FIRST it was who is Scott Neylon?
Now there is a further twist in the letter to the editor writing controversy after City of Newcastle boss Jeremy Bath's mate has been linked to another pro-council Newcastle Herald letter writer.
An ongoing investigation can reveal that the two letter writers used the same Optus mobile phone number in different submissions to the Herald's opinion page around the same time.
So the question is now: who is Jason Sivo and what are his links to Mr Neylon?
The Herald has tried unsuccessfully to contact Mr Sivo, who listed his suburb as Waratah, by phone and email.
A search could find no record of him living in the region. As Mr Sivo's letter from January 2020 was never published, it did not need to be verified.
Oddly, the Optus mobile number used by Mr Sivo was provided a few months earlier by Mr Neylon when he submitted letters to the editor in mid-October and late-August 2019.
According to Optus and the Australian Communications and Media Authority, telcos hold disused mobile phone numbers in quarantine for at least six months after they are disconnected, some are held for up to 12 months.
This means the phone number could not have been passed from Mr Neylon to Mr Sivo in the less than four months between their letter submissions.
The current owner of the phone number told the Herald this week he does not know either of the men.
Mr Neylon has lived in Japan for at least 25 years, is close friends with Mr Bath and lists his Australian address as Mr Bath's Lake Macquarie home.
In 18 letters to the Herald, five of which were published over nine years, the 47-year-old has provided a host of fake addresses, regularly misspells his surname and is prone to twisting the truth and distorting reality to strengthen his arguments.
Mr Neylon said via email last week that Mr Bath had never asked him to write letters and the council boss has denied any involvement in the letter-writing campaign.
The Herald asked Mr Neylon on Thursday if he knew Mr Sivo and did not receive a response.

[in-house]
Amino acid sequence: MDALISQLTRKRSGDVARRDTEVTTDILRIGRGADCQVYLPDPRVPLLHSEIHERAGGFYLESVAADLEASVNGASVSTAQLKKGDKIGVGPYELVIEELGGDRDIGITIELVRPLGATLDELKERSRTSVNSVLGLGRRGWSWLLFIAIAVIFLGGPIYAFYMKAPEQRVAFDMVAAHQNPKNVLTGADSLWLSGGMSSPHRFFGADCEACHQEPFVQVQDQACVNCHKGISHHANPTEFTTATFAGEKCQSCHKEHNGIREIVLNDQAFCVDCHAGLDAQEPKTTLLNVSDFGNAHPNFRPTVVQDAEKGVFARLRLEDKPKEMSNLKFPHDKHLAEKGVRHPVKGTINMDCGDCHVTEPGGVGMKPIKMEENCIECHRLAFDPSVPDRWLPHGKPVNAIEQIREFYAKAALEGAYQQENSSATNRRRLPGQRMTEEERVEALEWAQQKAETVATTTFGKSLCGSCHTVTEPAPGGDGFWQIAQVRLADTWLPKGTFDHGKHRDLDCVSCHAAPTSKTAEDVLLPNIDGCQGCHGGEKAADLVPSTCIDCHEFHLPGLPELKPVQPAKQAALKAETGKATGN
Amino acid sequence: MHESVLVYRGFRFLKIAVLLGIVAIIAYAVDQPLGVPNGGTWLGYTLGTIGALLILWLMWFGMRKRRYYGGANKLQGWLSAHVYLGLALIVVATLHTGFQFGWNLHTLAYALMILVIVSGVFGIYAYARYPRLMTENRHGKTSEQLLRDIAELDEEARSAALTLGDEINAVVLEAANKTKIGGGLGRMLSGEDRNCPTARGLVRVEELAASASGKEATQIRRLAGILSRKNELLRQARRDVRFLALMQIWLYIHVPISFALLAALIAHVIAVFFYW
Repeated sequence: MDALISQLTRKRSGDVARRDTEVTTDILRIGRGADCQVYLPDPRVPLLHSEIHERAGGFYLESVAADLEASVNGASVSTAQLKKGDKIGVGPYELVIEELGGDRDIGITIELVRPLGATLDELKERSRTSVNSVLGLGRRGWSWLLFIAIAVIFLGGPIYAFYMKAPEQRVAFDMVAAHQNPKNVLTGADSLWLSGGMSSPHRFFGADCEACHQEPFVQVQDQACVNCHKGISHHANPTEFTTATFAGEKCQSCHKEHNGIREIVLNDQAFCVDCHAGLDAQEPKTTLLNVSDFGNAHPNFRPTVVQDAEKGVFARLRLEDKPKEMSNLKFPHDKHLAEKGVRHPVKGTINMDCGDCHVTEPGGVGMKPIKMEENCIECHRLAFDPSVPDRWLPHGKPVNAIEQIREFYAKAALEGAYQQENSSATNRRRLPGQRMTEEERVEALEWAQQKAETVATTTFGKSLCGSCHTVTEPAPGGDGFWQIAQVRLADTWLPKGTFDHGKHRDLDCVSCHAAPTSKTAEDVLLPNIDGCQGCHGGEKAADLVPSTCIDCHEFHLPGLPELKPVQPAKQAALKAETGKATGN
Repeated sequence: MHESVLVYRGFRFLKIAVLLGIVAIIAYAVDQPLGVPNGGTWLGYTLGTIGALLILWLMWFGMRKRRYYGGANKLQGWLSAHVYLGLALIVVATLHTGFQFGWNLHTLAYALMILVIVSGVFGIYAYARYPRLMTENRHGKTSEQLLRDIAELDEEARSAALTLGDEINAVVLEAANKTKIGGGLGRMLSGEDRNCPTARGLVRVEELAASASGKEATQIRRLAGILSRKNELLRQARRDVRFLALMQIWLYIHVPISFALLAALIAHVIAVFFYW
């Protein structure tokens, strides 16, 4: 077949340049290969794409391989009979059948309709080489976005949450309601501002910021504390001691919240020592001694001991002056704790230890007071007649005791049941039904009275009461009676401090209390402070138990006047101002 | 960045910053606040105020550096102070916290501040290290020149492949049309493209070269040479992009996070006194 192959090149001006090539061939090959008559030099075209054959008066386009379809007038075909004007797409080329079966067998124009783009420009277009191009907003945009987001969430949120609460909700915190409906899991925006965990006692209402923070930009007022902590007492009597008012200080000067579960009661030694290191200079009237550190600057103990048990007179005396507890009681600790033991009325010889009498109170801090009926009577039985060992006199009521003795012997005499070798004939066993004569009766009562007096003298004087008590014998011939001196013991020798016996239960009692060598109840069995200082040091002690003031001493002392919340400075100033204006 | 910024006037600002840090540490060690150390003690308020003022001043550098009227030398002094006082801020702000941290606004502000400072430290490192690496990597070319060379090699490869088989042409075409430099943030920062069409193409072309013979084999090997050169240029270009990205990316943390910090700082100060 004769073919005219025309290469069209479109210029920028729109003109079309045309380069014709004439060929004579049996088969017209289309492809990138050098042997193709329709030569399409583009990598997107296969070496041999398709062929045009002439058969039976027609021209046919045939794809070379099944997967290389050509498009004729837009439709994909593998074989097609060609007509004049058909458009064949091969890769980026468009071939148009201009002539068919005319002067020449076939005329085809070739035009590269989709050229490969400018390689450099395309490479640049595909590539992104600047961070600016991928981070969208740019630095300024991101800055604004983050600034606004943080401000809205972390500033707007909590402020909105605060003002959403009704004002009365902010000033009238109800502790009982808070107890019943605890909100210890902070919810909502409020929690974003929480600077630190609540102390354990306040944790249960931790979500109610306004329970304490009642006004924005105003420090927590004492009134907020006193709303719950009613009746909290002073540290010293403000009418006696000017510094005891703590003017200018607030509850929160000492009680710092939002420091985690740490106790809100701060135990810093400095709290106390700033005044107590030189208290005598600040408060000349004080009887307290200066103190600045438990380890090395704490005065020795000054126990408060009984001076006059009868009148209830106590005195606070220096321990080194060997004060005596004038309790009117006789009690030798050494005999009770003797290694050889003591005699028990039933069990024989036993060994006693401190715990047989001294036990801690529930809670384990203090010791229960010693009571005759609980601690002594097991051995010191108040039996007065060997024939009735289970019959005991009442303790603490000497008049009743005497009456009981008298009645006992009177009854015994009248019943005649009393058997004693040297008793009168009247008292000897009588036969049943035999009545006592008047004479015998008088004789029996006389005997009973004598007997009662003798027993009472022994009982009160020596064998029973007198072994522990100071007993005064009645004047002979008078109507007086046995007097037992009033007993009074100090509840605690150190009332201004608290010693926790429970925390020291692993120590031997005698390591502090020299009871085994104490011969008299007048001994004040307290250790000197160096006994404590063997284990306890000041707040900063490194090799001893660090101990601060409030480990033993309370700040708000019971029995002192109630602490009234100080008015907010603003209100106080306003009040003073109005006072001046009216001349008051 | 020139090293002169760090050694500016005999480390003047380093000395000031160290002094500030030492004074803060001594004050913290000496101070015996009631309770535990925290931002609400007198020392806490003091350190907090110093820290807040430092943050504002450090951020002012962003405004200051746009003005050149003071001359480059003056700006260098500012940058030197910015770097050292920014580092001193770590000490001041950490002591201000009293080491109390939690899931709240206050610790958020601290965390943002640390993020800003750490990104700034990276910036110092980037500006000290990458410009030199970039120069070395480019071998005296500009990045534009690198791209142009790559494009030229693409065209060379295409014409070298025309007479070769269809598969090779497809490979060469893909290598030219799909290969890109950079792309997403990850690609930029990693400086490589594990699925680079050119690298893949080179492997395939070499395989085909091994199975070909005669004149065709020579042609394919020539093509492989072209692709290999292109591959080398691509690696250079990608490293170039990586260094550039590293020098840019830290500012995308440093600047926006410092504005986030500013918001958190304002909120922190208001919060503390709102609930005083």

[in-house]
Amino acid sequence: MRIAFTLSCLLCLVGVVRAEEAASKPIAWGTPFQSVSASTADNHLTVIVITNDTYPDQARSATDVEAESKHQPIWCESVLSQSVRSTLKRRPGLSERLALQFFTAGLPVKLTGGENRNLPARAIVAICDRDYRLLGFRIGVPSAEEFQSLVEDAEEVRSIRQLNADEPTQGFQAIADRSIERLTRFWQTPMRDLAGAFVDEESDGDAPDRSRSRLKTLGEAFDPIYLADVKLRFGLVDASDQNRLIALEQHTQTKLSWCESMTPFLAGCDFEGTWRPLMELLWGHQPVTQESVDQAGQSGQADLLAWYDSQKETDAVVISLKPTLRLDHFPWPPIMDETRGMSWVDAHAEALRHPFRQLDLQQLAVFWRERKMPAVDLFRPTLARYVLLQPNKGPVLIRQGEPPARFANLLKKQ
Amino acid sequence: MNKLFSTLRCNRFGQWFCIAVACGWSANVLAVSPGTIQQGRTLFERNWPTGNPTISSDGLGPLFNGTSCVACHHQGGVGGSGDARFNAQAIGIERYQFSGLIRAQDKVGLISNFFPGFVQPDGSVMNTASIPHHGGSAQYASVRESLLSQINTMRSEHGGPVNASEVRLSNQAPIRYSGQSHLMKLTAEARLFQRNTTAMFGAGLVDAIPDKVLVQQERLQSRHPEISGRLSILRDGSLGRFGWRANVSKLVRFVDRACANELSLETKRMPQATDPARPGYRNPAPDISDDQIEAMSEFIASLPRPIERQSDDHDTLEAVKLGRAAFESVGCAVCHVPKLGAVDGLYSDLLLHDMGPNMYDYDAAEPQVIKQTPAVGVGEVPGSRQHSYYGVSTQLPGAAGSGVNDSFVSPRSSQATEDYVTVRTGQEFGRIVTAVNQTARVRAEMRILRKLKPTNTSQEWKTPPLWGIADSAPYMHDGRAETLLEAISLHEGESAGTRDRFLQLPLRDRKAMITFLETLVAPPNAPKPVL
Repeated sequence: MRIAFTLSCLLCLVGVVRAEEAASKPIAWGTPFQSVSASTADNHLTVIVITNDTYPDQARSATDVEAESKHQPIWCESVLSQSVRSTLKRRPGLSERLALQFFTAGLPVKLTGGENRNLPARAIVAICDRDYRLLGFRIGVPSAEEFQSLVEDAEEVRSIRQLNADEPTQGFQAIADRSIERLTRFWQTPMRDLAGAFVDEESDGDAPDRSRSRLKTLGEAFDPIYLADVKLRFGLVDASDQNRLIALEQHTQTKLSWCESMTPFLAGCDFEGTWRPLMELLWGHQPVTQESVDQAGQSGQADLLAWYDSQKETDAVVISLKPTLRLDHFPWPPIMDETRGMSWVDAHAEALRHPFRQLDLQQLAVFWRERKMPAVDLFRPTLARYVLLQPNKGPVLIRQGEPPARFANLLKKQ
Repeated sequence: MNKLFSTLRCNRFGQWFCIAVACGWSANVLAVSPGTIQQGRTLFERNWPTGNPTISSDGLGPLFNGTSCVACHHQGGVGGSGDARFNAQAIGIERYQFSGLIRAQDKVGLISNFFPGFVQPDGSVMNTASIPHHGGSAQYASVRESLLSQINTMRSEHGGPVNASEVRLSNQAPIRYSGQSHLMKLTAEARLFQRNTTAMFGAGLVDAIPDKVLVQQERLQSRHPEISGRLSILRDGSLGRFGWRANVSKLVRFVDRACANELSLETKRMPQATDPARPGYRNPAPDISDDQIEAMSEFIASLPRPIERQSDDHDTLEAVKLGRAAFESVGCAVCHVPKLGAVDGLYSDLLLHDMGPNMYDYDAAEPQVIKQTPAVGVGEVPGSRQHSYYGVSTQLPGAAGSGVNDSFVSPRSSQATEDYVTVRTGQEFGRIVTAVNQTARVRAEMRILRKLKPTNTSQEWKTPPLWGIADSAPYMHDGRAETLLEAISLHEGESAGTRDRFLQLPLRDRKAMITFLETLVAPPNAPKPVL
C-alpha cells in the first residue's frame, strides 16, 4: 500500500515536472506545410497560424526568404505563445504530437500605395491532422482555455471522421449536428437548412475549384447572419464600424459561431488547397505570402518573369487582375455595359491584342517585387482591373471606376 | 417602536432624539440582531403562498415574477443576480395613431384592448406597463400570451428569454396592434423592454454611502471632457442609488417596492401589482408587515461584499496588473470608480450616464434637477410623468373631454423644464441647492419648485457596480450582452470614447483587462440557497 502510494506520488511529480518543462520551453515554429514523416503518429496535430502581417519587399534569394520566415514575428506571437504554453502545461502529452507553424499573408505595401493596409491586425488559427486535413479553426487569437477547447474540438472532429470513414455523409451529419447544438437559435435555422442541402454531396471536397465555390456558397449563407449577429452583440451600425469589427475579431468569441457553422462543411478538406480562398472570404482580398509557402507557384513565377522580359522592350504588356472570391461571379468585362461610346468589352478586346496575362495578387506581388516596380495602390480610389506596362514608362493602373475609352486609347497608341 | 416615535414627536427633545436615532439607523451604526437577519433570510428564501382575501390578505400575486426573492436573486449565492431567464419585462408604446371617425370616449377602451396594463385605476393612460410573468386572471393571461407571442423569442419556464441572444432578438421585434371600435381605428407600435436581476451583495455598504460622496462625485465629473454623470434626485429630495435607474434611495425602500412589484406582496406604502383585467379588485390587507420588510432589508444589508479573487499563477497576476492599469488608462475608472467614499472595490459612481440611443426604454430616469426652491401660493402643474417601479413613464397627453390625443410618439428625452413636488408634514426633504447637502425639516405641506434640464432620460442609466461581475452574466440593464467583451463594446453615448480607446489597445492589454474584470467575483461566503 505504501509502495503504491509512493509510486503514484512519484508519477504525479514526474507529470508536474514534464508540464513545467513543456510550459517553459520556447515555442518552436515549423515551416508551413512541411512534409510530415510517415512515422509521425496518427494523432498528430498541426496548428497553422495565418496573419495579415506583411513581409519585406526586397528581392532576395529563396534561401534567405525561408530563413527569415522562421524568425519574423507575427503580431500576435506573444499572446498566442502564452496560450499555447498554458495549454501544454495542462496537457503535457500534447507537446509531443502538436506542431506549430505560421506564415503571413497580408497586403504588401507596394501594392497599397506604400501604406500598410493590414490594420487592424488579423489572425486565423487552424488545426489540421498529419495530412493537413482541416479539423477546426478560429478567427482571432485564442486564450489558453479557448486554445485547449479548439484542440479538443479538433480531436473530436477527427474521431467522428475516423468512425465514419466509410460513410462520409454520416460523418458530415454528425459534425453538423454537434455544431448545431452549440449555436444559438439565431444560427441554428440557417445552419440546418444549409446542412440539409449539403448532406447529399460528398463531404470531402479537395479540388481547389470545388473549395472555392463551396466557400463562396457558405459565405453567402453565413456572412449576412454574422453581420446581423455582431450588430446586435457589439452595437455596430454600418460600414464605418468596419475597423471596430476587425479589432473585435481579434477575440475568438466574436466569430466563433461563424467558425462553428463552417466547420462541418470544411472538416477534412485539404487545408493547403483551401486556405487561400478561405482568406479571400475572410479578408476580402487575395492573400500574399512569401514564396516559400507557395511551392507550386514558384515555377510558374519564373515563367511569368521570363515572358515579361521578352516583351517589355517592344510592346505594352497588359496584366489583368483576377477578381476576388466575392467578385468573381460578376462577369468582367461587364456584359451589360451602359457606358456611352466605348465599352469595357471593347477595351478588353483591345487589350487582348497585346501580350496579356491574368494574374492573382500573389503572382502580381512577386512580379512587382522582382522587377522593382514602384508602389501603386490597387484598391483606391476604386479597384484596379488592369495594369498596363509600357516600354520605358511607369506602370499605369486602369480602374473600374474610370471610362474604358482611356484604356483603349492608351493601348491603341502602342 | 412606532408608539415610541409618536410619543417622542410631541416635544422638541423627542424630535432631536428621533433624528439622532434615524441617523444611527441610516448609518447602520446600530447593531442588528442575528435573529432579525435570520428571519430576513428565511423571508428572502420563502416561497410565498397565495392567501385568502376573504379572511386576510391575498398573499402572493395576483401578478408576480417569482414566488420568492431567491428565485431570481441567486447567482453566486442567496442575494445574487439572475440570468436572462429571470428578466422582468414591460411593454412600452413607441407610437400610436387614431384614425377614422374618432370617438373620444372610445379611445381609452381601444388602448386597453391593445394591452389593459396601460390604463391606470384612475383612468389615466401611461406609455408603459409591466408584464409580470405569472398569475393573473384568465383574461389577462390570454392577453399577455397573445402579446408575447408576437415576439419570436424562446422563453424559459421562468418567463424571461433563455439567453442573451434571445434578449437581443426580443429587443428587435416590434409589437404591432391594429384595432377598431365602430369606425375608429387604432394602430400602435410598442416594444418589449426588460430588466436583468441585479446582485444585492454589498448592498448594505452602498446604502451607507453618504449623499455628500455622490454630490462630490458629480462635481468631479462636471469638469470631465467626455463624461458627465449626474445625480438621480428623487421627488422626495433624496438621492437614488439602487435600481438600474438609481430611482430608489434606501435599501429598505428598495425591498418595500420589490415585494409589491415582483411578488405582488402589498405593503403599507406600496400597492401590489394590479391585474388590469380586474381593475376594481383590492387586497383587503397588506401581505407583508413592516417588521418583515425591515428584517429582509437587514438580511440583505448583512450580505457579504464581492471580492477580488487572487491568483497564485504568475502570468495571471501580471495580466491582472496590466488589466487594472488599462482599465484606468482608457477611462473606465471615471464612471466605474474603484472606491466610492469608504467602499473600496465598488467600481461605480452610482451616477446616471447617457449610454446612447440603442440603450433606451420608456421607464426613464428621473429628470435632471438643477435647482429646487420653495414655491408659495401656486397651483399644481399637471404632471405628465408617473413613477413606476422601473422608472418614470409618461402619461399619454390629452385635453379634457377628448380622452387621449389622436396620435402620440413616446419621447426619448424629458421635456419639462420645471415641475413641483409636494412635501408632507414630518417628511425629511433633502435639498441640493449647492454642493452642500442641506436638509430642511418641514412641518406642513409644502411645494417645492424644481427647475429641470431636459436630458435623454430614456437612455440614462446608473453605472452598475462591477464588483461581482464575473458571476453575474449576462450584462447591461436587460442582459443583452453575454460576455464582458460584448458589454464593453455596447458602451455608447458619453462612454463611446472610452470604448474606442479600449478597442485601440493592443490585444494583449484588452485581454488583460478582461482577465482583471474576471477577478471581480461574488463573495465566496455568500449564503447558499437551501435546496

Using the same mobile number is not the only link between the long-term Australian expat and Mr Sivo.
Both men are defenders of council and supporters of the Newcastle V8 Supercars race.
Penning letters late at night and spelling the word council with a capital C are other similarities between the pair.
The Neylon-Sivo parallels don't stop there. Dislike of Independent councillor John Church, who is a long-term critic of Mr Bath and Labor lord mayor Nuatali Nelmes' administration, is another thing the letter writers have in common.
In his January 2020 letter, Mr Sivo writes to express his disappointment about Cr Church's stance against a City of Newcastle planning workshop at a luxury Port Stephens resort.
The Herald reported at the time that Cr Church and three other independent councillors argued the workshop at The Anchorage, owned by the Wests Group, and described as "Hamptons-chic luxury", was a waste of ratepayers' money when the council had spent tens of millions of dollars on new offices in Newcastle West and restoring City Hall, both of which would be free and more suitable for the workshop.
The workshop boycott came a year after council held a similar overnight get-together in 2019 at Shoal Bay Country Club. That weekend was marred when the words "John Church f---wit" appeared on a screen in front of councillors at the start of the Saturday morning session.
Cr Church, who had criticised the cost of that year's workshop in a Herald report that day, called unsuccessfully for an investigation into the incident.
His stance against holding the 2020 conference in Port Stephens was what prompted Mr Sivo to write his only letter to the Herald, describing the boycott as "ironically a bit rich".
"That's because I was fortunate enough to watch the Supercars last November in a corporate box courtesy of my employer," he wrote.